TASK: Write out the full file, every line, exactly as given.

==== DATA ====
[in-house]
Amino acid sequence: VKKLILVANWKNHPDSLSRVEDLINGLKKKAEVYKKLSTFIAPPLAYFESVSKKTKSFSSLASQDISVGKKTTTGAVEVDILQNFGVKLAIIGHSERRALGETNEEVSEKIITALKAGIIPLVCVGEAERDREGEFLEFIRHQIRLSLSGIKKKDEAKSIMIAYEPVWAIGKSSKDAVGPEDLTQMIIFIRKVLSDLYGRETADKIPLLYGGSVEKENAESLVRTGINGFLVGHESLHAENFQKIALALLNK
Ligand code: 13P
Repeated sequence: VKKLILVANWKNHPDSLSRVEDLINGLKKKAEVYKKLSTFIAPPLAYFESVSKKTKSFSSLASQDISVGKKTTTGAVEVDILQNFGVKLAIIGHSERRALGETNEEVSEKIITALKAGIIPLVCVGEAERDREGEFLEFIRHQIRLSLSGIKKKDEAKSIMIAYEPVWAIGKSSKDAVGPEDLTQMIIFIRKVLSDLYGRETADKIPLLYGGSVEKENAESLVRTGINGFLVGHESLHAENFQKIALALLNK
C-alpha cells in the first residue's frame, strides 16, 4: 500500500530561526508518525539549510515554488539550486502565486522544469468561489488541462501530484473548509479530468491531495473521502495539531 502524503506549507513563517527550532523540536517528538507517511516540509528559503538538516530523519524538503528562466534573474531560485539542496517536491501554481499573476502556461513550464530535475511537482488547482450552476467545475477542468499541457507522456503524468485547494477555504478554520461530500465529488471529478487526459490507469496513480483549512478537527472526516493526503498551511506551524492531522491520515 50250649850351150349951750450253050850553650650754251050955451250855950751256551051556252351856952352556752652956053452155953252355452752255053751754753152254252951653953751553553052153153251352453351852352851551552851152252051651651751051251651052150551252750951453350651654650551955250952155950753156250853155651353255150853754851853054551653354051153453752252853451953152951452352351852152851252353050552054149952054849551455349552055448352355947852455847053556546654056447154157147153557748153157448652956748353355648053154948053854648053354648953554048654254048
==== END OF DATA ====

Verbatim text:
[in-house]
Amino acid sequence: VKKLILVANWKNHPDSLSRVEDLINGLKKKAEVYKKLSTFIAPPLAYFESVSKKTKSFSSLASQDISVGKKTTTGAVEVDILQNFGVKLAIIGHSERRALGETNEEVSEKIITALKAGIIPLVCVGEAERDREGEFLEFIRHQIRLSLSGIKKKDEAKSIMIAYEPVWAIGKSSKDAVGPEDLTQMIIFIRKVLSDLYGRETADKIPLLYGGSVEKENAESLVRTGINGFLVGHESLHAENFQKIALALLNK
Ligand code: 13P
Repeated sequence: VKKLILVANWKNHPDSLSRVEDLINGLKKKAEVYKKLSTFIAPPLAYFESVSKKTKSFSSLASQDISVGKKTTTGAVEVDILQNFGVKLAIIGHSERRALGETNEEVSEKIITALKAGIIPLVCVGEAERDREGEFLEFIRHQIRLSLSGIKKKDEAKSIMIAYEPVWAIGKSSKDAVGPEDLTQMIIFIRKVLSDLYGRETADKIPLLYGGSVEKENAESLVRTGINGFLVGHESLHAENFQKIALALLNK
C-alpha cells in the first residue's frame, strides 16, 4: 500500500530561526508518525539549510515554488539550486502565486522544469468561489488541462501530484473548509479530468491531495473521502495539531 502524503506549507513563517527550532523540536517528538507517511516540509528559503538538516530523519524538503528562466534573474531560485539542496517536491501554481499573476502556461513550464530535475511537482488547482450552476467545475477542468499541457507522456503524468485547494477555504478554520461530500465529488471529478487526459490507469496513480483549512478537527472526516493526503498551511506551524492531522491520515 50250649850351150349951750450253050850553650650754251050955451250855950751256551051556252351856952352556752652956053452155953252355452752255053751754753152254252951653953751553553052153153251352453351852352851551552851152252051651651751051251651052150551252750951453350651654650551955250952155950753156250853155651353255150853754851853054551653354051153453752252853451953152951452352351852152851252353050552054149952054849551455349552055448352355947852455847053556546654056447154157147153557748153157448652956748353355648053154948053854648053354648953554048654254048